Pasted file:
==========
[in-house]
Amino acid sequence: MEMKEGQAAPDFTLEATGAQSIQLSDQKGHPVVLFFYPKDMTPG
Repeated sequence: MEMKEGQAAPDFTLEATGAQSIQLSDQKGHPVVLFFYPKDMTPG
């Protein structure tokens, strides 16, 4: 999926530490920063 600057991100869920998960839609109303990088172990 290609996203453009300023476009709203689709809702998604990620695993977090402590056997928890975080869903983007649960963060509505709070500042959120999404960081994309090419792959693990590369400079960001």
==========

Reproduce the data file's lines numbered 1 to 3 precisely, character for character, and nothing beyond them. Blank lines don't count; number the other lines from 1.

[in-house]
Amino acid sequence: MEMKEGQAAPDFTLEATGAQSIQLSDQKGHPVVLFFYPKDMTPG
Repeated sequence: MEMKEGQAAPDFTLEATGAQSIQLSDQKGHPVVLFFYPKDMTPG